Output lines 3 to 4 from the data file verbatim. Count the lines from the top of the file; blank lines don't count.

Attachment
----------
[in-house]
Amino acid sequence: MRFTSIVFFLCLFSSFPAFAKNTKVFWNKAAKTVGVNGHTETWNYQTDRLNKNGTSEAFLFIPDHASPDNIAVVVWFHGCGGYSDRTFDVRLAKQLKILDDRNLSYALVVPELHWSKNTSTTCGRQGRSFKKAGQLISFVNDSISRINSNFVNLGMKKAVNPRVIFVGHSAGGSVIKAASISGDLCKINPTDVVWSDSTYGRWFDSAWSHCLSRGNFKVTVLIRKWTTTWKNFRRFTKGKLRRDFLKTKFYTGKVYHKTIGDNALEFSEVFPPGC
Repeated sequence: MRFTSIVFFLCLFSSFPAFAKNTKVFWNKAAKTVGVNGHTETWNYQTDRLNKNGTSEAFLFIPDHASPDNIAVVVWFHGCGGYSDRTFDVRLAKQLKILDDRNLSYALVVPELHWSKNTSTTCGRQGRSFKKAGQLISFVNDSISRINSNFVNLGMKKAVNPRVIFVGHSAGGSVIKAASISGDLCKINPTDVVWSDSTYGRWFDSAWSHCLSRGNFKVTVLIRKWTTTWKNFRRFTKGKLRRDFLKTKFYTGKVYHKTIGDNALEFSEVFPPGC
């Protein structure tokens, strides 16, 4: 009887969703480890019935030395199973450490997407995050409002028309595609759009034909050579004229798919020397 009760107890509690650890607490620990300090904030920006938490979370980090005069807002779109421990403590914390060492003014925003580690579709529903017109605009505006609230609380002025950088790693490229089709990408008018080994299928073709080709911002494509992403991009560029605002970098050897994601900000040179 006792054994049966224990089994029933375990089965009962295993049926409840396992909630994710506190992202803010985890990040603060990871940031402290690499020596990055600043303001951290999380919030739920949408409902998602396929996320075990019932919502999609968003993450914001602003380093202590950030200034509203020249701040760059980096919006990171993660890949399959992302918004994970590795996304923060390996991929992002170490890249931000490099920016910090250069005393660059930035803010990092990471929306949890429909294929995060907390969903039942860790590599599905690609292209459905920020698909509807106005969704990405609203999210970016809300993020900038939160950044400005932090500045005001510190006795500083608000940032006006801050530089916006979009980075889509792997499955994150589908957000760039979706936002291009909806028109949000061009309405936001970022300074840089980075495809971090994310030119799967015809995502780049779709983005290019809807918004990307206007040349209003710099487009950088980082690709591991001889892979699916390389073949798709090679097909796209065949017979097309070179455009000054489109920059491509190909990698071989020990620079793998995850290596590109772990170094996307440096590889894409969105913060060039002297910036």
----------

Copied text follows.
Repeated sequence: MRFTSIVFFLCLFSSFPAFAKNTKVFWNKAAKTVGVNGHTETWNYQTDRLNKNGTSEAFLFIPDHASPDNIAVVVWFHGCGGYSDRTFDVRLAKQLKILDDRNLSYALVVPELHWSKNTSTTCGRQGRSFKKAGQLISFVNDSISRINSNFVNLGMKKAVNPRVIFVGHSAGGSVIKAASISGDLCKINPTDVVWSDSTYGRWFDSAWSHCLSRGNFKVTVLIRKWTTTWKNFRRFTKGKLRRDFLKTKFYTGKVYHKTIGDNALEFSEVFPPGC
């Protein structure tokens, strides 16, 4: 009887969703480890019935030395199973450490997407995050409002028309595609759009034909050579004229798919020397 009760107890509690650890607490620990300090904030920006938490979370980090005069807002779109421990403590914390060492003014925003580690579709529903017109605009505006609230609380002025950088790693490229089709990408008018080994299928073709080709911002494509992403991009560029605002970098050897994601900000040179 006792054994049966224990089994029933375990089965009962295993049926409840396992909630994710506190992202803010985890990040603060990871940031402290690499020596990055600043303001951290999380919030739920949408409902998602396929996320075990019932919502999609968003993450914001602003380093202590950030200034509203020249701040760059980096919006990171993660890949399959992302918004994970590795996304923060390996991929992002170490890249931000490099920016910090250069005393660059930035803010990092990471929306949890429909294929995060907390969903039942860790590599599905690609292209459905920020698909509807106005969704990405609203999210970016809300993020900038939160950044400005932090500045005001510190006795500083608000940032006006801050530089916006979009980075889509792997499955994150589908957000760039979706936002291009909806028109949000061009309405936001970022300074840089980075495809971090994310030119799967015809995502780049779709983005290019809807918004990307206007040349209003710099487009950088980082690709591991001889892979699916390389073949798709090679097909796209065949017979097309070179455009000054489109920059491509190909990698071989020990620079793998995850290596590109772990170094996307440096590889894409969105913060060039002297910036």